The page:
Island Outreach

By Ruth Schenk
(The Southeast Outlook - May 25th, 2017)

High school students who went on a mission trip to Jamaica April 2-8 brought what happened in Jamaica home to Louisville. That’s what should happen after short-term mission trips. Lessons learned in other countries translate into life at home.

Southeast Christian Church staff members Cambron Rich and Jenna Bream and Southeast member Emily Meade led a team of 10 students. Every day was packed.

On their first full day in Jamaica, students fasted and prayed with the Life in Abundance team already working there. For hours, the group prayed for South Sudan, where believers are suffering, for outreach around the world and individual requests. They also worshiped, sang and prayed out loud all at once.

“At first, our students were whispering, but as we all got more comfortable, we got bolder,” Bream said. “After two hours, it was deafening in there as everyone prayed together.” The team debrief at the end of the day told a story of lasting impact.

“That was the first time most of our students ever fasted and prayed that long,” Rich said. “But by the end of the day they felt we should commit one day a week to praying for our city, our schools, for the heroin epidemic, kids who are in foster care and more. That is an experience that didn’t stay in Jamaica, but a discipline they took home.”

David Foster, who works with Life in Abundance, talked with students about their comfort zone. “Don’t leave your comfort zone,” he advised. “Stretch it to fit in new things. Let your new comfort zone grow bigger.” Students prepared devotions for an elementary school and visited Jamaican families in their homes where they sang and shared words of encouragement.

One day, they went to a high school where Kyle Hume, 18, gave the message to a crowd of students. “We had a lot of joking and fun, but we also got to witness each other growing in our faith and confidence in Christ,” Hume said. “I was asked to do a devotional for a high school close to where we were doing most of our work. What I expected to be a crowd of under 100 ended up being over 1,000. It was moments like that when I knew God was showing me something about myself.”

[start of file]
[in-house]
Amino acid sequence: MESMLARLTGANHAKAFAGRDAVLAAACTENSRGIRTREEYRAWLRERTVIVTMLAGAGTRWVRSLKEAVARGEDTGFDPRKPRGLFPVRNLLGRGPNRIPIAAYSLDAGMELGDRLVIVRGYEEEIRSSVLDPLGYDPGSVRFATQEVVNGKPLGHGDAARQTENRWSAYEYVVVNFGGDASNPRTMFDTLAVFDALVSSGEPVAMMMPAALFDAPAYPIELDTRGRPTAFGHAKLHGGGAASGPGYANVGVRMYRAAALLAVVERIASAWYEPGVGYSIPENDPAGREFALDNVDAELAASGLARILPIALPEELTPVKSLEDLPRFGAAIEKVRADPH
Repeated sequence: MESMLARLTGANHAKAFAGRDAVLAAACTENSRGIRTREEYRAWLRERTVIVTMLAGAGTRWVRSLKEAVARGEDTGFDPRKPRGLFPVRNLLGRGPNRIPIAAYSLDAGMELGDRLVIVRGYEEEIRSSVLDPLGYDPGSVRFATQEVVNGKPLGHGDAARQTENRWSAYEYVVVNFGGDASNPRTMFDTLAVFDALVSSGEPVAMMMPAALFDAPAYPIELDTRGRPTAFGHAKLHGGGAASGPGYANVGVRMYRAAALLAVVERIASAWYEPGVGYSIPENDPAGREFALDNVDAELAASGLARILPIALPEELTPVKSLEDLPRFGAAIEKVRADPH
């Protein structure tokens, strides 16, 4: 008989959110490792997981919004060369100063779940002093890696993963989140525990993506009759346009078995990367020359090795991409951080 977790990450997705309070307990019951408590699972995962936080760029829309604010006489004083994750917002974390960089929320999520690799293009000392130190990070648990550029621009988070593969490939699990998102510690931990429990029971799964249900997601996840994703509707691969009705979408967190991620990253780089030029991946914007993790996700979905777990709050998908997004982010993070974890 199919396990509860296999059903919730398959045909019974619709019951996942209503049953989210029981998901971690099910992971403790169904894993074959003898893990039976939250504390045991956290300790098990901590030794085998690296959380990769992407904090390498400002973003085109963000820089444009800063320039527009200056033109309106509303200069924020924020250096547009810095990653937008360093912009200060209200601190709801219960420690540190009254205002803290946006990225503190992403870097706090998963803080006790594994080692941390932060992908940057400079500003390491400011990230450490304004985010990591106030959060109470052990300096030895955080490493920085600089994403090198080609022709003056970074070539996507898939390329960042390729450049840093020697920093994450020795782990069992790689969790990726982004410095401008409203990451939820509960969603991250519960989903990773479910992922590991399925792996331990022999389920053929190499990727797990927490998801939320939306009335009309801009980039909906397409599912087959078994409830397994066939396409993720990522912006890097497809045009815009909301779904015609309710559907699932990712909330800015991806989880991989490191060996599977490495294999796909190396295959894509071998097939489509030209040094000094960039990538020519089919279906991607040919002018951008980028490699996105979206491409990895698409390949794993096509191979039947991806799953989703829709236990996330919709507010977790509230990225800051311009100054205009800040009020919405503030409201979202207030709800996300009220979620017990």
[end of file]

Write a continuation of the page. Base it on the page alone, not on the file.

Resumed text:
In a day of street evangelism, students learned how to open conversations with strangers. “We are good at talking about our favorite sports teams, movies and bands,” Rich said. “We share about the things we’re passionate about all the time. But we are not intentional about relational evangelism, making friends and asking key questions. It takes courage. We found that getting in the paths of others and listening to their story opens doors to share our own stories about Jesus. That’s the heart of evangelism.”

Natalie Sprowles, 16, said before going out for street evangelism, Rich told them to look for a “person of peace” who would open opportunities for Kingdom work. “I noticed a teenage girl sitting alone, waving to her friends,” Sprowles said, “Suddenly I felt God lay it on my heart to talk to her. Her name was Somoi, and she was the person of peace. Somoi opened the doors for us to talk to her friends. We talked about anything from pet goats to Jesus! I haven’t been able to stop thinking about these kids.”

Students found that Jamaican youth may live in communities that look different, but they have much in common.
“Much like our students, Jamaican students have friends, parents and teachers. They play sports, work jobs, watch movies, go on dates and have insecurities. They’re just trying to figure out who they are,” Rich said. That night at debrief, the group talked about what it means to be intentional in their schools and family. One of the highlights of the trip was spending a day at the Manning Boys Home, which is home to 70 boys who are wards of the state. Southeast students played dodgeball and soccer, sat with boys in small groups and led Bible studies.

That night, every single student told stories about memorable conversations. Students now use what they learned in Jamaica in their schools, small groups and at home.

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